One of the things I tell writers who are just starting out is that to be a Writer™, you only need three tools:

  1. Something to write with.
  2. Something to write on.
  3. And a Slinky.

A writer, much like any fine artist, can grab just about anything to Write With – pencil, pen, brush, paint, beet juice, blood… I don’t recommend the last two, though, because they’re messy and the last one will likely raise questions that will only serve to distract the Writer from writing. 

As for what to Write On, one could use a piece of plain or ruled paper, or a plain or ruled notebook, or a spiral or bound notebook, or something with a fancy cover or no cover at all (and by now you’re realizing I spend far too much time in stationery and book stores looking at and buying notebooks I have yet to fill). Other options are Post-It notes, used envelopes, or even brown paper bags if that’s all you have. I imagine walls are an option but see the notation about beet juice and blood above. 

An efficient Writer could combine these two Somethings into one object such as a computer or tablet. The possibilities are nearly endless.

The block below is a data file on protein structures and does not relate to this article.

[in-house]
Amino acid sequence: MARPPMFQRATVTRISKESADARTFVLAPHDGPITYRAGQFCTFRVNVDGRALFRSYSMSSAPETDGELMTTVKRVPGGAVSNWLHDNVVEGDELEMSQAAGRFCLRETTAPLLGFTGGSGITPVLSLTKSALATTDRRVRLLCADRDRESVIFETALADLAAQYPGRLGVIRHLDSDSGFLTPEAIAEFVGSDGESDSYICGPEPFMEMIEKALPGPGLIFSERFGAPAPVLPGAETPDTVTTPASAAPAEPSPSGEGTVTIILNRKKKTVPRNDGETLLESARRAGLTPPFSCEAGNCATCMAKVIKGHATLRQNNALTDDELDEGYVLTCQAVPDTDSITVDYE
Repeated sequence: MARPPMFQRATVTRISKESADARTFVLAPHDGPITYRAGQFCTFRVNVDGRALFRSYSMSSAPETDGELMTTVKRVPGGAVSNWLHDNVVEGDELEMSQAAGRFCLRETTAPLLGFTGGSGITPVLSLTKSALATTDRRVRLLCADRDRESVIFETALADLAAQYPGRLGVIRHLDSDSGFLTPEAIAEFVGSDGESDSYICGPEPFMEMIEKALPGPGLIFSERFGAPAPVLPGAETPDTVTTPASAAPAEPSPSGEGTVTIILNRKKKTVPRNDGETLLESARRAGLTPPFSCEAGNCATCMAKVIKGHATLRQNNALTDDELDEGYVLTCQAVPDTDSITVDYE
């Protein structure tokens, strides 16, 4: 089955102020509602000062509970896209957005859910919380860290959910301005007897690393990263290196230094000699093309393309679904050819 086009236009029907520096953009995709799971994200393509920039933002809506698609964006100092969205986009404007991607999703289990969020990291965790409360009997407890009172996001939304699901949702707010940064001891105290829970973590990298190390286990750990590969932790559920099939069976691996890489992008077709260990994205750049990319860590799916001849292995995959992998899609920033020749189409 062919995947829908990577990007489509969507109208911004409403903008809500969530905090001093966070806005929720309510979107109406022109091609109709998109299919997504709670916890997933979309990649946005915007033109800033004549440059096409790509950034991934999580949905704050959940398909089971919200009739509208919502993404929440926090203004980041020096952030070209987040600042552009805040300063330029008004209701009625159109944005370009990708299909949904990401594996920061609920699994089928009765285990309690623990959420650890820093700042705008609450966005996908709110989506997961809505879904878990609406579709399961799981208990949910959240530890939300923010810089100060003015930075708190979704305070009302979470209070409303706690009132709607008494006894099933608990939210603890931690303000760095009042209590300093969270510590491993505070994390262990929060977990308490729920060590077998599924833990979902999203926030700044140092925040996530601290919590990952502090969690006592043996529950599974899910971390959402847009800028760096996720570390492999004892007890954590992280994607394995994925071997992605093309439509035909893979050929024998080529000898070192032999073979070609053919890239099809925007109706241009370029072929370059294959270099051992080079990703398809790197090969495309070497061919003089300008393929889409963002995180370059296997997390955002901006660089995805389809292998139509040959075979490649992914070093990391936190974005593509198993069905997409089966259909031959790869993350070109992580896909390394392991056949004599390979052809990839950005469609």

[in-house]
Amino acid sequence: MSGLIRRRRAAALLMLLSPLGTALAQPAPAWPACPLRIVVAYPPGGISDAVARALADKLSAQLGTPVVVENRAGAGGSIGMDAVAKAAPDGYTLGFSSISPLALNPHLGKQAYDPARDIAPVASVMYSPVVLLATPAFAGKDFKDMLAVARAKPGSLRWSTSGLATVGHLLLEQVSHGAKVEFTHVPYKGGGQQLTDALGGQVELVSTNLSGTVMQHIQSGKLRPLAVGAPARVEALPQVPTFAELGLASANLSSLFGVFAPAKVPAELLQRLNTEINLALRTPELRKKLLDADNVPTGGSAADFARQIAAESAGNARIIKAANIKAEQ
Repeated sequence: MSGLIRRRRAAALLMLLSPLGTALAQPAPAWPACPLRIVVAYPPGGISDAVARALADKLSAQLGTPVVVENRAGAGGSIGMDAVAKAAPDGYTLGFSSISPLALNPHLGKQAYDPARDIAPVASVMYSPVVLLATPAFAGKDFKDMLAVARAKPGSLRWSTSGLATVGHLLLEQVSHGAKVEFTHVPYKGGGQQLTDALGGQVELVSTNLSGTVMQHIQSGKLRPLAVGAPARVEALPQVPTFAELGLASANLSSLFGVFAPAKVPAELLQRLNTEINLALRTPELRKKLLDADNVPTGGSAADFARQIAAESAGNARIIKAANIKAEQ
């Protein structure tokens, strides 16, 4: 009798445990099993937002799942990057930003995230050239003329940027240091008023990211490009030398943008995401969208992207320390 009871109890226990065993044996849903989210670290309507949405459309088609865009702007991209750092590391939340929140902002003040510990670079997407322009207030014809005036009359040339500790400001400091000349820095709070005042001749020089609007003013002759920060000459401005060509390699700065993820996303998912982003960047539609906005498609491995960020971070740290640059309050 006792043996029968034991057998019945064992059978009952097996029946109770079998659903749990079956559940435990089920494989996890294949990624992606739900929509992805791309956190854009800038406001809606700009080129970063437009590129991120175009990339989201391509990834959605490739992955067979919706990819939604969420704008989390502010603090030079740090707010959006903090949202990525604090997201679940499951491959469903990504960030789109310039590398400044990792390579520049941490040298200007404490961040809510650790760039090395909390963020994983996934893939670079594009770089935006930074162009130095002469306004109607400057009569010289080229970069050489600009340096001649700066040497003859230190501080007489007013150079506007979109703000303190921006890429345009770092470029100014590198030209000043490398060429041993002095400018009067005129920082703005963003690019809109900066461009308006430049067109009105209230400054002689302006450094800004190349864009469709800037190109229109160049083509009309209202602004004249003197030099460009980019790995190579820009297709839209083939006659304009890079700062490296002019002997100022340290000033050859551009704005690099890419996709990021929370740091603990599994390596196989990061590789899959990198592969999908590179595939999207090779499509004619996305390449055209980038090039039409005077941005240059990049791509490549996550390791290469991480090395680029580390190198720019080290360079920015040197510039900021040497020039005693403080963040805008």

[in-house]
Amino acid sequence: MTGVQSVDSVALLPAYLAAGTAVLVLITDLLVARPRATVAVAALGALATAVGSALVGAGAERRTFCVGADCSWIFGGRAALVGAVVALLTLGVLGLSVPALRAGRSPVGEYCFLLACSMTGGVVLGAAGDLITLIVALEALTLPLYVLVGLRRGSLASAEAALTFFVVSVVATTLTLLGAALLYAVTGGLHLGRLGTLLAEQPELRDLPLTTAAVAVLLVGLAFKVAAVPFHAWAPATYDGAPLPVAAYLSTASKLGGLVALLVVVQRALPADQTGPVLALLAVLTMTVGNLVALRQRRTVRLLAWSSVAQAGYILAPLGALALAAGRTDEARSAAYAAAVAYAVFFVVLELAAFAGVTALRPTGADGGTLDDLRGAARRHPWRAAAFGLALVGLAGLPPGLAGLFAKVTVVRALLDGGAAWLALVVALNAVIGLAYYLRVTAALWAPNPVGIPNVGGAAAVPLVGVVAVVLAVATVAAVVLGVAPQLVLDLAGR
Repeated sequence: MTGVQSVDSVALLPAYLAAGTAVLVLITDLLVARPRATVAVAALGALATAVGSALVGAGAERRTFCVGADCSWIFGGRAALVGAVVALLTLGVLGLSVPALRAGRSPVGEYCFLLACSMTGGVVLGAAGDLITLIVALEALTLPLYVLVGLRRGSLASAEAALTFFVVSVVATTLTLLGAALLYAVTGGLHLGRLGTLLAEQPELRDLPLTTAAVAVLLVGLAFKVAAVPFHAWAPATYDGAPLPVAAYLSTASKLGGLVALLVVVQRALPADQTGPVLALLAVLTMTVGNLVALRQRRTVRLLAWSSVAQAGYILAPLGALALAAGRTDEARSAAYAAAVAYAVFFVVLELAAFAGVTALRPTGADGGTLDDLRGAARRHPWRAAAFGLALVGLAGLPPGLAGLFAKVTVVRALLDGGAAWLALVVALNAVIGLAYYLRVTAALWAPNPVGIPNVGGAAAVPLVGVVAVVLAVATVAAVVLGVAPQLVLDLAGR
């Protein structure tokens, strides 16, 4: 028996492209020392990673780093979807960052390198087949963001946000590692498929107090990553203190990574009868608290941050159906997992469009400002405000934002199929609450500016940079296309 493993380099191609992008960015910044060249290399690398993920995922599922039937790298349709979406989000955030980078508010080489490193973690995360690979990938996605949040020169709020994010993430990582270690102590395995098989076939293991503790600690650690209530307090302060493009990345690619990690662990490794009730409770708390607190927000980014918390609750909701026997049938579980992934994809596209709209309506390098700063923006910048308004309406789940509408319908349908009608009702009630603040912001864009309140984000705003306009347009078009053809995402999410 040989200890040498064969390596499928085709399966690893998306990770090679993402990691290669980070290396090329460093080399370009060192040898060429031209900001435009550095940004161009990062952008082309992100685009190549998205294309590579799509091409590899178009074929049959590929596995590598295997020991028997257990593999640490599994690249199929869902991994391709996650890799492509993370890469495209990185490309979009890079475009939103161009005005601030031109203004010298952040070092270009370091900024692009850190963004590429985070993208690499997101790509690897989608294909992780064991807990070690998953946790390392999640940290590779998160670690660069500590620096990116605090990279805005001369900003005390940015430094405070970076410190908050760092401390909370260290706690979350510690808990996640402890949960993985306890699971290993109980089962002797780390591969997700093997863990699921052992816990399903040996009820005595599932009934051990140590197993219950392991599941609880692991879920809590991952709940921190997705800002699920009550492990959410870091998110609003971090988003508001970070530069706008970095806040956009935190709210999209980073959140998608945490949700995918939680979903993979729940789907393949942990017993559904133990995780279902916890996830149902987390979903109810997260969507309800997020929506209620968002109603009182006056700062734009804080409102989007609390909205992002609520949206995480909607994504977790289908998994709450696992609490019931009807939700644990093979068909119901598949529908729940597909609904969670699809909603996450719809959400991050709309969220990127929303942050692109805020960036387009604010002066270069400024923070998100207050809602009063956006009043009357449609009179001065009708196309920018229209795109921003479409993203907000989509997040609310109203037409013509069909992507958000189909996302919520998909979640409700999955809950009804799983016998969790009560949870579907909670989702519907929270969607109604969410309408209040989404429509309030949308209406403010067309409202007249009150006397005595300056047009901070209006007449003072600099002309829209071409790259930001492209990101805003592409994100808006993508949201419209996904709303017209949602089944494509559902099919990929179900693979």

The Key, though, is the Slinky. Now this isn’t an advertisement for the manufacturers of the toy so much as it is physical reminder of how our lives are like Slinkys – one long length, wound around and around. And when the Slinky is collapsed, one can see how an image or scent or circumstance connects to other parts of our lives, and in that connection, we can find the inspiration for a poem or story.

In the early 2000’s I had a LiveJournal which I deleted after a few years in favor of Blogger. I’m still digging the depths of the Internet to see if I can find a trace of it. My blog “Binding Wor(l)ds Together” started in 2005 with a whopping 153 posts in the first year and quietly ended in March 2012 with one single post about a dragon who tried to eat the moon. 

Now I’m back, eight years later, reading old posts and seeing how different and how similar my life is to that Writer Before. Slinkys. Spirals. The connection between Then and Now is the musing of a writer learning her craft and finding her community.

Even though I can connect my life through how I blogged in the past, I realize that I am blogging now in a different way, a way I can’t quite articulate yet. I’m keenly aware in these weeks since the first COVID-19 diagnosis was made in my home state of Washington, we are living in a time of great transformation. Compelling writing reveals the changes a transformational moment creates and propels us into new insights. 

I imagine, then, my posts on this new blog will be a mix of past and present that I hope will give me insights I had never considered before. (500 words – Book Doula)

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